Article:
The Beginning of the End …

It’s been quite some time since my last post – sorry for that. While I may not have been providing regular updates, rest assured, I was persistently moving towards the finish line. When I last updated you, Dash and I had just entered New Hampshire and we had just finished visiting with my wife and daughter. It was now time to get ready for the gauntlet the AT was about to throw at us: The Presidential Mountains, the Wild Cats, the Mahoosucs and the Bigelows to name but a few. I was approaching these iconic mountains with a little trepidation. I know I had the miles on the legs and I was as fit as I have been in quite some time, but this would be a real test. When reading comments from past hikers, they all describe steep and seemingly unending climbs followed by treacherous descents. Mixed in, are technical sections that would also test my resolve and fear of heights. I’m not going to lie, I was a tad bit concerned.

Welcome Back to the Mountains

The terrain leaving Hanover, NH quickly became more mountainous. The first test was Smarts mountain. It wasn’t terribly long but it was steep and definitely made the legs burn. It’s on! One difference between the AT in the mountains of New Hampshire and Maine and the mountains further south is that the trail designers up north appeared to not believe in using switchbacks to ease the climb. When it was time to go up or down, it seemed nearly vertical. I guess the trail designers, like NOBO hikers by this point, were just trying to get to the finish line as quickly as possible. This being the case, we had to start altering our expectations about how far we could go in a day. The 20+ mile days were not going to come as easily or frequently up here. Instead, we had to plan our days based on the elevation change we expected to complete. Some days this would mean a 12 mile day would be considered great. Consequently, just when I thought I was getting closer to the end of my journey, the miles were passing far more slowly and thus taking a greater toll on my mental well being.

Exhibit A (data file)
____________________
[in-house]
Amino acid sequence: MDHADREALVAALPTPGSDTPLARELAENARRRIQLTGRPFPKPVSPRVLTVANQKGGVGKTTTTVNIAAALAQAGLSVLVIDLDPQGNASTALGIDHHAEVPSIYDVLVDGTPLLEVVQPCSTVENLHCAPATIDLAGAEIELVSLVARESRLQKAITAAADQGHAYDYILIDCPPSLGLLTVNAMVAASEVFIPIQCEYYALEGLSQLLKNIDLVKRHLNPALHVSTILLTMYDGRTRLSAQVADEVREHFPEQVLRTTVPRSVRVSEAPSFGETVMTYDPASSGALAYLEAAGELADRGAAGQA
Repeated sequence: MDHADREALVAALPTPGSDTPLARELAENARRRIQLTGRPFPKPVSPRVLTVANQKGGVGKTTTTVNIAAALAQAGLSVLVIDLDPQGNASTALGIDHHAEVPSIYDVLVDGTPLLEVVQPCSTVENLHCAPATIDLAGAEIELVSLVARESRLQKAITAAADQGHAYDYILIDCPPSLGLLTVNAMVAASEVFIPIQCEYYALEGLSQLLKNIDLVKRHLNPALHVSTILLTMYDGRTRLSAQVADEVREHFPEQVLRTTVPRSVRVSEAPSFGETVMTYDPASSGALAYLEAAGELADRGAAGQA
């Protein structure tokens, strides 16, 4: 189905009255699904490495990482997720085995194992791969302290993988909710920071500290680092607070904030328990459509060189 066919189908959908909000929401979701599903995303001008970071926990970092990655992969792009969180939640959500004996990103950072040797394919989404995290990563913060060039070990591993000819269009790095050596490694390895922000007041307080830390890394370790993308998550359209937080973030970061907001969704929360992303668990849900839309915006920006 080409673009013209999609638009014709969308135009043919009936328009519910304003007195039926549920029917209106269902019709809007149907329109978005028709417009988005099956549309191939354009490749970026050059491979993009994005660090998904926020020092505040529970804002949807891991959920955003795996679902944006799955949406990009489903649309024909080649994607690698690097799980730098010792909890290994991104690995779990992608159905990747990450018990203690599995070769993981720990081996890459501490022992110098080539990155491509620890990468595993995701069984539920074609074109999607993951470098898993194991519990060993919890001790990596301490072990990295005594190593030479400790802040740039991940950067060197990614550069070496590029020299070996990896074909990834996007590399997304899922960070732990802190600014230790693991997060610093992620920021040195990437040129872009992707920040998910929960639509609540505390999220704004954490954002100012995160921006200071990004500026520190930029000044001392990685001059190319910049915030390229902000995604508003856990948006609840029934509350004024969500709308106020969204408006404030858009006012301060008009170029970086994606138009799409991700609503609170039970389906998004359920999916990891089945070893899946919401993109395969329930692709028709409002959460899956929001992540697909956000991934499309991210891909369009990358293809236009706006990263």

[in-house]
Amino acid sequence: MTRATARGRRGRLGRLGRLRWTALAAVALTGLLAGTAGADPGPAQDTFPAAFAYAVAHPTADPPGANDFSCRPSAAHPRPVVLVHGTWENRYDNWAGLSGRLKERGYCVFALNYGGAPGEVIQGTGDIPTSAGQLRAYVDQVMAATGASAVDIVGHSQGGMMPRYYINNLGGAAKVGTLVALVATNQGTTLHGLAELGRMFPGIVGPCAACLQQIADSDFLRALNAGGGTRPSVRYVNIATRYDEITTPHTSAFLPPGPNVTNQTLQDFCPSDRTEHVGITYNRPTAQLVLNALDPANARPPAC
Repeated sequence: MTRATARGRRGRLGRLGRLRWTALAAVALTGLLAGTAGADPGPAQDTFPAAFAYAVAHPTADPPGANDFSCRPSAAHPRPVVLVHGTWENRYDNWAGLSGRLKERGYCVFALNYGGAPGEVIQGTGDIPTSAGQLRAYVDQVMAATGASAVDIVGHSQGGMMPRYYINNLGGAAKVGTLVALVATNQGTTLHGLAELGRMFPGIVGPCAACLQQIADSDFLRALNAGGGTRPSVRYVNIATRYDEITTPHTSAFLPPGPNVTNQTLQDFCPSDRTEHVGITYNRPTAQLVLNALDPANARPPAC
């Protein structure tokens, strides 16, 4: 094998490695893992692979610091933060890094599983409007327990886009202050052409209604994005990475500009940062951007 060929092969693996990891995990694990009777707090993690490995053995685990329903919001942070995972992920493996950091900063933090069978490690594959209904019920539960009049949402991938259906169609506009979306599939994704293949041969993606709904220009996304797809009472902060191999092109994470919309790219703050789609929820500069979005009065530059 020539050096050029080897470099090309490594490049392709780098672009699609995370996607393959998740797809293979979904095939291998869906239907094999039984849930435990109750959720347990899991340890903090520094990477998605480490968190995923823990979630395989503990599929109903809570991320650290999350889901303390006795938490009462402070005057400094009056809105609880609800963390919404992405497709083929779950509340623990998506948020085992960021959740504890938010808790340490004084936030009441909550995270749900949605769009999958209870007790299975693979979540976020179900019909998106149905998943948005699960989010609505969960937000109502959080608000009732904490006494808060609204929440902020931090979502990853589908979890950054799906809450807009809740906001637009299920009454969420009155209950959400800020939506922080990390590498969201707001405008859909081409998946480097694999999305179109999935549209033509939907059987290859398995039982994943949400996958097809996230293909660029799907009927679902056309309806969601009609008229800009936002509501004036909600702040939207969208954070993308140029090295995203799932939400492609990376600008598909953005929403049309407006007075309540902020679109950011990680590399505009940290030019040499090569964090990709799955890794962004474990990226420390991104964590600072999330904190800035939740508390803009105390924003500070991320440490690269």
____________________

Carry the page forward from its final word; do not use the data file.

The Forecast Calls for Rain … Again and Again!

We had been blessed with some good weather through most on the New England states up till now. Unfortunately just when good weather would be most welcome, providing spectacular views from the most iconic mountains on the trail and provide sure footing for those insidious descents, our luck ran out. I believe we experienced significant rain every day but one in June which certainly changed how we approached the hike.